Picture your typical rock concert. What’s the first thing the singer says to the crowd after jumping out on stage? “Hello (insert city name here)!” Just acknowledging that he’s coherent enough to know where he is is enough for the audience to go wild and get into the show.

Advertising

It makes each individual feel as if they’re a part of something bigger. The same goes for any public speaking event. When an audience hears, “You’re all here because you care deeply about wildlife preservation,” it gives them a sense that they’re not just there to listen, but they’re there to connect with the like-minded people all around them.

2. Connect with their emotions

Speakers always try to get their audience emotionally involved in whatever topic they’re discussing. There are a variety of ways in which to do this, such as using statistics, stories, pictures or videos that really show the importance of the topic at hand.

For example, showing pictures of the aftermath of an accident related to drunk driving will certainly send a specific message to an audience of teenagers and young adults. While doing so might be emotionally nerve-racking to the crowd, it may be necessary to get your point across and engage them fully.

Advertising

3. Keep going back to the beginning

Revisit your theme throughout your presentation. Although you should give your audience the credit they deserve and know that they can follow along, linking back to your initial thesis can act as a subconscious reminder of why what you’re currently telling them is important.

On the other hand, if you simply mention your theme or the point of your speech at the beginning and never mention it again, it gives your audience the impression that it’s not really that important.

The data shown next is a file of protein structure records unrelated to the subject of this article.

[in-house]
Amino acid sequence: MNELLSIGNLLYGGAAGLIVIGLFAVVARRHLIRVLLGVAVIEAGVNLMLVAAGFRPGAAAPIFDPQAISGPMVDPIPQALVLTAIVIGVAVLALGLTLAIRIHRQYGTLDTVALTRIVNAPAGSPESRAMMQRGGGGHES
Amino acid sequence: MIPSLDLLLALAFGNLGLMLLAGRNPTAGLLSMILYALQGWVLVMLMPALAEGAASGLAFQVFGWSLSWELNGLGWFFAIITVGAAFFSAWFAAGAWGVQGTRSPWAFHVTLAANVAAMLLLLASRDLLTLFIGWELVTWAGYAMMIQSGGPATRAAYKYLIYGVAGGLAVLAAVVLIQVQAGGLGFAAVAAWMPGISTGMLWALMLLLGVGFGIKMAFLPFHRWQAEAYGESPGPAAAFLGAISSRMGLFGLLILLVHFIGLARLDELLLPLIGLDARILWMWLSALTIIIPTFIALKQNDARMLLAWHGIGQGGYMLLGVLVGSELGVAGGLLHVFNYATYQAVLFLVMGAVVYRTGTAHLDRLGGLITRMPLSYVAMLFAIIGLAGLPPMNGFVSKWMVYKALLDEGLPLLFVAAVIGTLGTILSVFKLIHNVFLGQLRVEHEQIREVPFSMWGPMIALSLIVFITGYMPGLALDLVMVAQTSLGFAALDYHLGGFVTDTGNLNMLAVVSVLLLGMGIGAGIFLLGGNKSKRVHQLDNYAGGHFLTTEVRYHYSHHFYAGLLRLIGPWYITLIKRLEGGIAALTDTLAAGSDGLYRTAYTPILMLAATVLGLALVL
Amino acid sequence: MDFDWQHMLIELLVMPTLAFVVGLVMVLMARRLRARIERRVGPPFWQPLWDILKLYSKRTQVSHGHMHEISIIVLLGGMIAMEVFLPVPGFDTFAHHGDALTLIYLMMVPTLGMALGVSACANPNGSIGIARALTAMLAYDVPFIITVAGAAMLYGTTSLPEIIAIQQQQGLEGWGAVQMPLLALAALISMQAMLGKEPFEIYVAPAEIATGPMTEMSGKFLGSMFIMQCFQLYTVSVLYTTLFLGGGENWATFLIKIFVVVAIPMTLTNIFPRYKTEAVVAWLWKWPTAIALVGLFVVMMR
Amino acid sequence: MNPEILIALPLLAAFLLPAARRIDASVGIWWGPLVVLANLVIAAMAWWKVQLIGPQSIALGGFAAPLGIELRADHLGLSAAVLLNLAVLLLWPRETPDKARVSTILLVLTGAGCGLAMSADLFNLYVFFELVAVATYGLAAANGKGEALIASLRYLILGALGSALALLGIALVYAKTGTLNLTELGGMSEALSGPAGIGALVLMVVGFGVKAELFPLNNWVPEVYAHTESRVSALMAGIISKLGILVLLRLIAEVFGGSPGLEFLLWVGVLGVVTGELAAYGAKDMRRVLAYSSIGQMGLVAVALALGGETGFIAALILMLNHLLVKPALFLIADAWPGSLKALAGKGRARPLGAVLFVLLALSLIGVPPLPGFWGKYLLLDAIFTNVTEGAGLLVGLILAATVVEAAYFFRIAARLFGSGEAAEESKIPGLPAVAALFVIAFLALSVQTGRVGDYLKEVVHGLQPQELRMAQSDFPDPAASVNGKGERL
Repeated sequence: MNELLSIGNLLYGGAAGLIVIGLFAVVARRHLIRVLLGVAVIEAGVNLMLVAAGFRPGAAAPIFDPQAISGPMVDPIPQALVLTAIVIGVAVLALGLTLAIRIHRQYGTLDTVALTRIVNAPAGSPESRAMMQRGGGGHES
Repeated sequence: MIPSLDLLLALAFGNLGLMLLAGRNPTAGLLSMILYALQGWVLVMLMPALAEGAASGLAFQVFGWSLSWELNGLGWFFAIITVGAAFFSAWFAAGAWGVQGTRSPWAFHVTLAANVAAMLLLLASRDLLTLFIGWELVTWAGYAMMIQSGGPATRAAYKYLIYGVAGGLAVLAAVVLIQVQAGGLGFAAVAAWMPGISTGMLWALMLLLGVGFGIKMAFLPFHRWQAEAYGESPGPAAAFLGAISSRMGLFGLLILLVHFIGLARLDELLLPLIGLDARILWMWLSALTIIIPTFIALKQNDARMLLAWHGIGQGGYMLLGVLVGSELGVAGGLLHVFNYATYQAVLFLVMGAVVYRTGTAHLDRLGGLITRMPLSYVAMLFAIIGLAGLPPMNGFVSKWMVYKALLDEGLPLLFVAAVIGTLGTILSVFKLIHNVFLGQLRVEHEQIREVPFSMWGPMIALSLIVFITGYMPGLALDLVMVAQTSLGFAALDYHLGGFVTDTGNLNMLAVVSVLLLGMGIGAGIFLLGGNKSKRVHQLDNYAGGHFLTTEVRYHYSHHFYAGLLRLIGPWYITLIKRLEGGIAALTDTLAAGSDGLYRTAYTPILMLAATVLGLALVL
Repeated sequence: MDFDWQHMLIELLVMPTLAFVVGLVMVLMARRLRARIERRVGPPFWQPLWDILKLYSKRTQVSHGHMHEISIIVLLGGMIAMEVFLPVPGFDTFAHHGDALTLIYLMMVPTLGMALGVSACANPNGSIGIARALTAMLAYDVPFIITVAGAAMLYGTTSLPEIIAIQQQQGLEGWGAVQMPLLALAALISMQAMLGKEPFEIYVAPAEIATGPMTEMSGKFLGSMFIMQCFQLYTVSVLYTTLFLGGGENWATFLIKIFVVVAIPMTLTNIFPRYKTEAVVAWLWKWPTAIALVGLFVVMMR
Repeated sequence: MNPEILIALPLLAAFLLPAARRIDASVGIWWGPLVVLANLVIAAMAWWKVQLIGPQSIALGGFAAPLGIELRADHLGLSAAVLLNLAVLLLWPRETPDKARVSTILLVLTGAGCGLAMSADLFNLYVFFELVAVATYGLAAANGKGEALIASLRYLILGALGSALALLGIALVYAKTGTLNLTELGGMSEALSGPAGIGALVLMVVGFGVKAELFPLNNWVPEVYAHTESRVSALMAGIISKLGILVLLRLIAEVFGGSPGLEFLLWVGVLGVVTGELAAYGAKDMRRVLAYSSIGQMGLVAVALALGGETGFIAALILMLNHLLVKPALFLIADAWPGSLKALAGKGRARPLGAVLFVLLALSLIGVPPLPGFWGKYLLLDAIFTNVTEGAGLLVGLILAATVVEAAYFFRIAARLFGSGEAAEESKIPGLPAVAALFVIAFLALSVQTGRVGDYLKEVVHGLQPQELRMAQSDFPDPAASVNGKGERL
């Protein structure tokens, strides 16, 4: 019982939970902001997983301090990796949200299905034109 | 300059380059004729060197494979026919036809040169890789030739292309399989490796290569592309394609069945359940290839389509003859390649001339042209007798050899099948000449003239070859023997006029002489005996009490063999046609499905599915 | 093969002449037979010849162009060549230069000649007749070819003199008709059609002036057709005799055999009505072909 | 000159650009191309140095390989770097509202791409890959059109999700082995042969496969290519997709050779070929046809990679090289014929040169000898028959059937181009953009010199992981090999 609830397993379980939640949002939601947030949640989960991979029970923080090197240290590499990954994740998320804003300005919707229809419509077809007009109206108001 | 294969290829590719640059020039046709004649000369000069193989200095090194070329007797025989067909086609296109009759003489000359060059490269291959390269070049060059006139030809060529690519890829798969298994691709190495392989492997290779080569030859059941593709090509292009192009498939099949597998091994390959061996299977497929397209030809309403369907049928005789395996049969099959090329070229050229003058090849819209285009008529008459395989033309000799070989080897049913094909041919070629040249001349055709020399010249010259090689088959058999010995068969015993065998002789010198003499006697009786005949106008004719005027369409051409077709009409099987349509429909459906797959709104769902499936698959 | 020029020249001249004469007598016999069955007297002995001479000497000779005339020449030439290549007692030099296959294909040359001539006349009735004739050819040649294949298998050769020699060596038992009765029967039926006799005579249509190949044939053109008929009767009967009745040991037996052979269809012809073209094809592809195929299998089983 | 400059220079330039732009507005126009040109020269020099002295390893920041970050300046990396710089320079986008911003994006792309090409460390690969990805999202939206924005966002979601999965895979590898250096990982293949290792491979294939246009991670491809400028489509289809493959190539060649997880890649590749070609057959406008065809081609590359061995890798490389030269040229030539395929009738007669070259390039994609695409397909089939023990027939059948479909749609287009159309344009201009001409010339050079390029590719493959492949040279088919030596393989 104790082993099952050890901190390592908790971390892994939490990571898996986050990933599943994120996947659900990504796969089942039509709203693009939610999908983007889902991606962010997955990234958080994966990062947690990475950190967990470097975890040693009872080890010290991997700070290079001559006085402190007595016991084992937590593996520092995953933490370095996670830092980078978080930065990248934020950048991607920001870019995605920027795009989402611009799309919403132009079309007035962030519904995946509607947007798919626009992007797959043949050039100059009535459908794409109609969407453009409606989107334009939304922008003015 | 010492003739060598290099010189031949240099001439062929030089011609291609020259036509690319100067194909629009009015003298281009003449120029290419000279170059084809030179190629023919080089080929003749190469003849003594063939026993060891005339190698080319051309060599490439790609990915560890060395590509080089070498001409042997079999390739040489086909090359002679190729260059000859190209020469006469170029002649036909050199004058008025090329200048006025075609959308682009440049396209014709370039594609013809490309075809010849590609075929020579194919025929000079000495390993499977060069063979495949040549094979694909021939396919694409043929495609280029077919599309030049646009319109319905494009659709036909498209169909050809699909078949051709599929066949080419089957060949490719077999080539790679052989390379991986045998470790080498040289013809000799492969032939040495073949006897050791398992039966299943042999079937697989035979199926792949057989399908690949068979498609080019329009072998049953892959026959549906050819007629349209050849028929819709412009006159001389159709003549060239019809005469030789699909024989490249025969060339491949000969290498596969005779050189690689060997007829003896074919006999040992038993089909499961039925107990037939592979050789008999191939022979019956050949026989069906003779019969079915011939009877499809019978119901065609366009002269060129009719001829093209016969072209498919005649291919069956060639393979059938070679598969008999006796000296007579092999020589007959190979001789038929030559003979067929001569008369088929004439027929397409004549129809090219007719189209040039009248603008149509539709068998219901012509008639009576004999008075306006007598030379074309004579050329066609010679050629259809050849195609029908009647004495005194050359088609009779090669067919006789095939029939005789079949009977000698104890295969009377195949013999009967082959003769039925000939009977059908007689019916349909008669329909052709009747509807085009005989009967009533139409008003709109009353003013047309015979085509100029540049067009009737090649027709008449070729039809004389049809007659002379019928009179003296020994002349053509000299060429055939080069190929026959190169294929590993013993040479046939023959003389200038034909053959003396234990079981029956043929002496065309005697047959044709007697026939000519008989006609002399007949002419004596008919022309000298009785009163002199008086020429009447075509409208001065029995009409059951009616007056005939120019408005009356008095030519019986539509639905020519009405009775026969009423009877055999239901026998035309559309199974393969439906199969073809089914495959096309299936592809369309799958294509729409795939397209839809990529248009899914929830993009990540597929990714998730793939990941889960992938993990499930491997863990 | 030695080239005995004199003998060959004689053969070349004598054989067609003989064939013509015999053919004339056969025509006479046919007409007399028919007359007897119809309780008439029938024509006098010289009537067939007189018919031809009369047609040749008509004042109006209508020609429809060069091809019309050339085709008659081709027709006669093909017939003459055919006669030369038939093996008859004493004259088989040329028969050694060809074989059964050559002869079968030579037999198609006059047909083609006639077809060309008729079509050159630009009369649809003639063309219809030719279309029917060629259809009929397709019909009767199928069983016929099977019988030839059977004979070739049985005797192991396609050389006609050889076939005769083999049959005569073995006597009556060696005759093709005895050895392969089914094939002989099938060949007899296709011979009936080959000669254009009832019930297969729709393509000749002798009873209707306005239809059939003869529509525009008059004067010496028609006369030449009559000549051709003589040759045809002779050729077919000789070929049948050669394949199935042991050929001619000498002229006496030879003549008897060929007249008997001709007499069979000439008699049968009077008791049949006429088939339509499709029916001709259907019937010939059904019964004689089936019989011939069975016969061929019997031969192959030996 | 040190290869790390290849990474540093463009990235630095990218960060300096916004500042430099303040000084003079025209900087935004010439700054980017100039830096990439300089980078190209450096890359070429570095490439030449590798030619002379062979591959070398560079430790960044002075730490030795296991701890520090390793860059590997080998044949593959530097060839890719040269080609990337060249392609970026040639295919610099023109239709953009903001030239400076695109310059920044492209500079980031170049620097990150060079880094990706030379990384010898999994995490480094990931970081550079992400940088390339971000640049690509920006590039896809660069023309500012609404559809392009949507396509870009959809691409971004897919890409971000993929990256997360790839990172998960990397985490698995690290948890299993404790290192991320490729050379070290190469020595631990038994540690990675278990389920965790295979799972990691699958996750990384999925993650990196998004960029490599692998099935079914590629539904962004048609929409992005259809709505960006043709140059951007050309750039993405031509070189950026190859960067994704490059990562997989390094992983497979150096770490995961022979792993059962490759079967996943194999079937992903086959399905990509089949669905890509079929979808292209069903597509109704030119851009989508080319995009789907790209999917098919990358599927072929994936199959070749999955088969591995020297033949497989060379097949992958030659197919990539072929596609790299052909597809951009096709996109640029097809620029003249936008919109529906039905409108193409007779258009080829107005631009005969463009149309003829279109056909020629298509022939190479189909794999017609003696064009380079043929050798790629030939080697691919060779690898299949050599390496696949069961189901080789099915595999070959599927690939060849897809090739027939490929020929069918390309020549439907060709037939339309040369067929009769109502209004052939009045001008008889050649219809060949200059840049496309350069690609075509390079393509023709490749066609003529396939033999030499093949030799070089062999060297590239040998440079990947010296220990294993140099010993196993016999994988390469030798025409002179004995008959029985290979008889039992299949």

4. Link to your audience’s motivation

After you’ve acknowledged your audience’s common interests in being present, discuss their motivation for being there. Be specific. Using the previous example, if your audience clearly cares about wildlife preservation, discuss what can be done to help save endangered species’ from extinction.

Advertising

Don’t just give them cold, hard facts; use the facts to make a point that they can use to better themselves or the world in some way.

5. Entertain them

While not all speeches or presentations are meant to be entertaining in a comedic way, audiences will become thoroughly engaged in anecdotes that relate to the overall theme of the speech. We discussed appealing to emotions, and that’s exactly what a speaker sets out to do when he tells a story from his past or that of a well-known historical figure.

Speakers usually tell more than one story in order to show that the first one they told isn’t simply an anomaly, and that whatever outcome they’re attempting to prove will consistently reoccur, given certain circumstances.

Advertising

6. Appeal to loyalty

Just like the musician mentioning the town he’s playing in will get the audience ready to rock, speakers need to appeal to their audience’s loyalty to their country, company, product or cause. Show them how important it is that they’re present and listening to your speech by making your words hit home to each individual.

In doing so, the members of your audience will feel as if you’re speaking directly to them while you’re addressing the entire crowd.

7. Tell them the benefits of the presentation

Early on in your presentation, you should tell your audience exactly what they’ll learn, and exactly how they’ll learn it. Don’t expect them to listen if they don’t have clear-cut information to listen for. On the other hand, if they know what to listen for, they’ll be more apt to stay engaged throughout your entire presentation so they don’t miss anything.

Featured photo credit: Flickr via farm4.staticflickr.com

Read Next